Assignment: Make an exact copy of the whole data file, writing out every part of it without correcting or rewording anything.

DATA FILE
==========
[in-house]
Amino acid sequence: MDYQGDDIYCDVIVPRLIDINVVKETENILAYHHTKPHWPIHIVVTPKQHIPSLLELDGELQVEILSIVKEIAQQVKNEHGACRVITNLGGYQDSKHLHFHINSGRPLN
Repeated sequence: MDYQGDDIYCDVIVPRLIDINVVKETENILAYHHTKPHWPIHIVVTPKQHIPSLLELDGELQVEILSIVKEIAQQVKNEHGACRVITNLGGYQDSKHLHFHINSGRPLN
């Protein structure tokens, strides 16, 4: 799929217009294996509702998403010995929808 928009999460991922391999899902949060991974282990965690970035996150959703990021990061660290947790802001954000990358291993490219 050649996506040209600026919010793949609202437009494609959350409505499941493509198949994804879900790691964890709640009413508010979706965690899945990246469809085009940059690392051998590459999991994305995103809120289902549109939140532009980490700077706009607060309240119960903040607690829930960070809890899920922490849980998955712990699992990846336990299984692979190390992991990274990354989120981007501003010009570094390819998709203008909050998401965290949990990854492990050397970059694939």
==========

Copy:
[in-house]
Amino acid sequence: MDYQGDDIYCDVIVPRLIDINVVKETENILAYHHTKPHWPIHIVVTPKQHIPSLLELDGELQVEILSIVKEIAQQVKNEHGACRVITNLGGYQDSKHLHFHINSGRPLN
Repeated sequence: MDYQGDDIYCDVIVPRLIDINVVKETENILAYHHTKPHWPIHIVVTPKQHIPSLLELDGELQVEILSIVKEIAQQVKNEHGACRVITNLGGYQDSKHLHFHINSGRPLN
């Protein structure tokens, strides 16, 4: 799929217009294996509702998403010995929808 928009999460991922391999899902949060991974282990965690970035996150959703990021990061660290947790802001954000990358291993490219 050649996506040209600026919010793949609202437009494609959350409505499941493509198949994804879900790691964890709640009413508010979706965690899945990246469809085009940059690392051998590459999991994305995103809120289902549109939140532009980490700077706009607060309240119960903040607690829930960070809890899920922490849980998955712990699992990846336990299984692979190390992991990274990354989120981007501003010009570094390819998709203008909050998401965290949990990854492990050397970059694939």